This is not to say that phrasebooks alone can create events, or even a zeitgeist; however, it would be equally rash to contend that they did not reflect one. The selection process – which phrases to translate – was presumably derived partly from consultation with people with some military experience, partly drawn from existing travelers’ phrasebooks, partly from the editor’s discretion, and partly from attitudes towards speakers of the language. “First Aid” to the Swahili Language issued by the ‘Army YMCA. British East Africa’ (undated but 1916-18) carried on its inside back cover Kitchener’s ‘Letter to every soldier’, with its familiar valediction ‘Do your duty bravely. Fear God. Honour the King.’, whose rhythm and imagined intonation, if not exact words, echoed through the following years. Its uprightness is reflected, almost literally, at the end of the preceding page’s ‘14 Health Hints for East Africa’.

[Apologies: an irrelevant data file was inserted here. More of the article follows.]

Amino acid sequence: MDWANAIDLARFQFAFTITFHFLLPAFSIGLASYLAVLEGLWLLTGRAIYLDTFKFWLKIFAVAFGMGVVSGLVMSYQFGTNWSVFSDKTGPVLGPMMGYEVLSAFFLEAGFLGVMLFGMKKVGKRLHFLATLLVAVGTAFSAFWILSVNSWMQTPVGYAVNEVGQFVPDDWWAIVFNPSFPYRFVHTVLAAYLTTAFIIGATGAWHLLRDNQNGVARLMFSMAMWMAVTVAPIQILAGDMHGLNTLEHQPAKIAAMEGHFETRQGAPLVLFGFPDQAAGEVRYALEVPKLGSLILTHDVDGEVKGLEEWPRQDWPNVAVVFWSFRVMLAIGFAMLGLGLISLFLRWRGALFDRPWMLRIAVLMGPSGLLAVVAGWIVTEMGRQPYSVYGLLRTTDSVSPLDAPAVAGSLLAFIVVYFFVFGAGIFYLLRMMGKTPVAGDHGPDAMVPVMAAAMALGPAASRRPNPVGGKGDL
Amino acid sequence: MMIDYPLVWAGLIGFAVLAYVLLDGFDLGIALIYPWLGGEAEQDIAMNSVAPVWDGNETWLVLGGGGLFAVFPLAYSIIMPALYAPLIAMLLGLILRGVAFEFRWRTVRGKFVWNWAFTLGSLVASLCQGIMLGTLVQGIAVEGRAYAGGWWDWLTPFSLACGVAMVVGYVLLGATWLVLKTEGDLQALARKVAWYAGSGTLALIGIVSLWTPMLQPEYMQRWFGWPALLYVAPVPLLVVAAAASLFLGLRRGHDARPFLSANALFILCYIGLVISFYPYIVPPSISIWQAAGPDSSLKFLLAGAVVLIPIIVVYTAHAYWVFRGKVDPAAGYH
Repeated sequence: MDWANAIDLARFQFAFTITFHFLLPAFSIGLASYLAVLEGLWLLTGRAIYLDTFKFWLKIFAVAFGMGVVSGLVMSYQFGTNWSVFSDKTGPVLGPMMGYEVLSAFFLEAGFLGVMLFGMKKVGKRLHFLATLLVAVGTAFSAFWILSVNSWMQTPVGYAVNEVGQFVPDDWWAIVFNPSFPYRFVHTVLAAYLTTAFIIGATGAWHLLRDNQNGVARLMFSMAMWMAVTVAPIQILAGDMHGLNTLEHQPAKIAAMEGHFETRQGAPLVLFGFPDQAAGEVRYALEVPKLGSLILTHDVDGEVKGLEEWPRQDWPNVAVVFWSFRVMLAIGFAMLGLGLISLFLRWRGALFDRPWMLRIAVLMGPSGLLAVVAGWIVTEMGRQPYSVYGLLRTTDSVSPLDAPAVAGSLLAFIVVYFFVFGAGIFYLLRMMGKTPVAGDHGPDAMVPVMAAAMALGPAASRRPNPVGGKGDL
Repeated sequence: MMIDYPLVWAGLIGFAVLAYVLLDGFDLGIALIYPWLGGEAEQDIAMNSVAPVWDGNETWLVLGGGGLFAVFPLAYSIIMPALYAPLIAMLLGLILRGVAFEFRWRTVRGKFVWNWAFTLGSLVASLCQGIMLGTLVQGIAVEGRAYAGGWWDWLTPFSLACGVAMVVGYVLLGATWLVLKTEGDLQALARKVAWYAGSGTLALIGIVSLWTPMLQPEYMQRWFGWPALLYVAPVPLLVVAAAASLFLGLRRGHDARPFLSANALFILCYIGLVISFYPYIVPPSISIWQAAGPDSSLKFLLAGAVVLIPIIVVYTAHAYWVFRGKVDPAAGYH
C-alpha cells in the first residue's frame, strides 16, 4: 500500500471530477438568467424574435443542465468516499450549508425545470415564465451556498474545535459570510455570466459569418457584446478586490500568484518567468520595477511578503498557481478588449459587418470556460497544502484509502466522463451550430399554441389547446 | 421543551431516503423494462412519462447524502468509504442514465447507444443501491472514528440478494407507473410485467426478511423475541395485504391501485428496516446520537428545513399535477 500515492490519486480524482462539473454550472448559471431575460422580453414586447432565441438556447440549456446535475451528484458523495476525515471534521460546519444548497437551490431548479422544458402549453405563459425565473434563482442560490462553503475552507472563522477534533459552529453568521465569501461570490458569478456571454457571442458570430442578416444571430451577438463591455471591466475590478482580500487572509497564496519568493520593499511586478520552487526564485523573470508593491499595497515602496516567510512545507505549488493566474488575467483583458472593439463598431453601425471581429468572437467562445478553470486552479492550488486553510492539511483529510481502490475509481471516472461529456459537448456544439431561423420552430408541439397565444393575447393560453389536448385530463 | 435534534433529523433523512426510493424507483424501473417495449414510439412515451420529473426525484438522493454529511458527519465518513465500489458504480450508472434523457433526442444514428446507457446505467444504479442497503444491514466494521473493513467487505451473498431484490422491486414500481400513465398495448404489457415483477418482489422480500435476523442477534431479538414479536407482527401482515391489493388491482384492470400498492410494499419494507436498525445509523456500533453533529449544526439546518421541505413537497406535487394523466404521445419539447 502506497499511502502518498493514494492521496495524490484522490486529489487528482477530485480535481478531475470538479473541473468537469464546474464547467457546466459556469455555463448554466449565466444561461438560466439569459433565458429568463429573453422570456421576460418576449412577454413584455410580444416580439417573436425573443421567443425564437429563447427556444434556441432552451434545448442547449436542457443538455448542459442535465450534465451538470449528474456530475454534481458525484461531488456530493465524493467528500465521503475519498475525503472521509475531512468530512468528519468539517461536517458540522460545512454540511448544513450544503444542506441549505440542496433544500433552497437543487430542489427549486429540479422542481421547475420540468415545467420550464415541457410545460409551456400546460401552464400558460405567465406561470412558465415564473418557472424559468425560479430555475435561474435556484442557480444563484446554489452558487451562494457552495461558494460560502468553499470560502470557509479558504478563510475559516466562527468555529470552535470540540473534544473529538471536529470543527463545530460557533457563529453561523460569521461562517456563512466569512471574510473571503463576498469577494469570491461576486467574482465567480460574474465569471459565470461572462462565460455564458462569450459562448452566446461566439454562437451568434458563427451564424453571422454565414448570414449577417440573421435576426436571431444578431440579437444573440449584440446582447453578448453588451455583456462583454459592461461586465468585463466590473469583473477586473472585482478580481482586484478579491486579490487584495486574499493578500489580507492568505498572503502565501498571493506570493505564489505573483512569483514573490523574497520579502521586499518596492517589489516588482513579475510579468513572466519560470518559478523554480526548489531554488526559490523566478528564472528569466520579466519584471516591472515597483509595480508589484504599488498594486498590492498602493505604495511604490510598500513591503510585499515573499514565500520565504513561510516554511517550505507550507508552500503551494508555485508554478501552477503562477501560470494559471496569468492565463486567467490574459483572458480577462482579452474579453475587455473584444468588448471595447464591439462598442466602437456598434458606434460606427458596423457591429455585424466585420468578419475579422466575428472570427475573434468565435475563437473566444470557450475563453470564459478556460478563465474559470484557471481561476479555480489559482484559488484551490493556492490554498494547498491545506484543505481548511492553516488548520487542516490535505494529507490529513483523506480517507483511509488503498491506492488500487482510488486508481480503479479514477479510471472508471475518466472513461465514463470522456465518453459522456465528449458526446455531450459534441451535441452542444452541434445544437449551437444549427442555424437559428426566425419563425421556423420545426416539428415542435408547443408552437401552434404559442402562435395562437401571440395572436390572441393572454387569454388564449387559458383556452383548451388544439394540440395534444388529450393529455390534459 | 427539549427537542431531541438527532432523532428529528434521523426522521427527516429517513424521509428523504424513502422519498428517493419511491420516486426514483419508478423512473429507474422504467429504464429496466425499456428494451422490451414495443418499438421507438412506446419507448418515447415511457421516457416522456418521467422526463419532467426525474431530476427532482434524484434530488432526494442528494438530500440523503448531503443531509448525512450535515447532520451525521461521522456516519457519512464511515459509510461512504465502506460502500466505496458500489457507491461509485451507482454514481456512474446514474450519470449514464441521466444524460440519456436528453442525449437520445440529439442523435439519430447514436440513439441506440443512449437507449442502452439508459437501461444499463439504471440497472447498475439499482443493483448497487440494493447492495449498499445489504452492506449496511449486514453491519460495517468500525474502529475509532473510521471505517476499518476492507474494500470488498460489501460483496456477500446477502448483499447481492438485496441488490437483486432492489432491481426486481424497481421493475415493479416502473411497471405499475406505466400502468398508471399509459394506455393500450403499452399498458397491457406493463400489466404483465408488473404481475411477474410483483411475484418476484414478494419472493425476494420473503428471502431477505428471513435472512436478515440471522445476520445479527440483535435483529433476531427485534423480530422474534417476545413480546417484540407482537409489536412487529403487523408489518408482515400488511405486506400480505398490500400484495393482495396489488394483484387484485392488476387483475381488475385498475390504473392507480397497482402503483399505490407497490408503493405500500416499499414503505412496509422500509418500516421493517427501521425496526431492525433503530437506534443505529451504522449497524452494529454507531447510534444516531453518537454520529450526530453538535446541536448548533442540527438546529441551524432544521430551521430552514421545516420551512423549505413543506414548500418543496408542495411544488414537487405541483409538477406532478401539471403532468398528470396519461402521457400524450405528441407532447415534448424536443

Swahili end

Swahili end det

Again, towards the end of the book, the end of the war is explicitly scripted – while trench journals were offering scenarios of the war lasting into the 1950s (see earlier blogpost). What does the selection of phrases tell us about the expected interaction with Swahili-speakers? The first page is ambivalent – ‘As regards pronunciation, Kiswahili is a very simple language. The accent is almost invariably on the last syllable but one.’ We are informed that we should pronounce the language on its own terms, but equally that it will not demand much of us. But the terseness and hectoring on page 12 reveals the reality of the attitude towards indigenous people, as the phrasebook scripts the relationships expected by and of the British Empire.

Swahili 12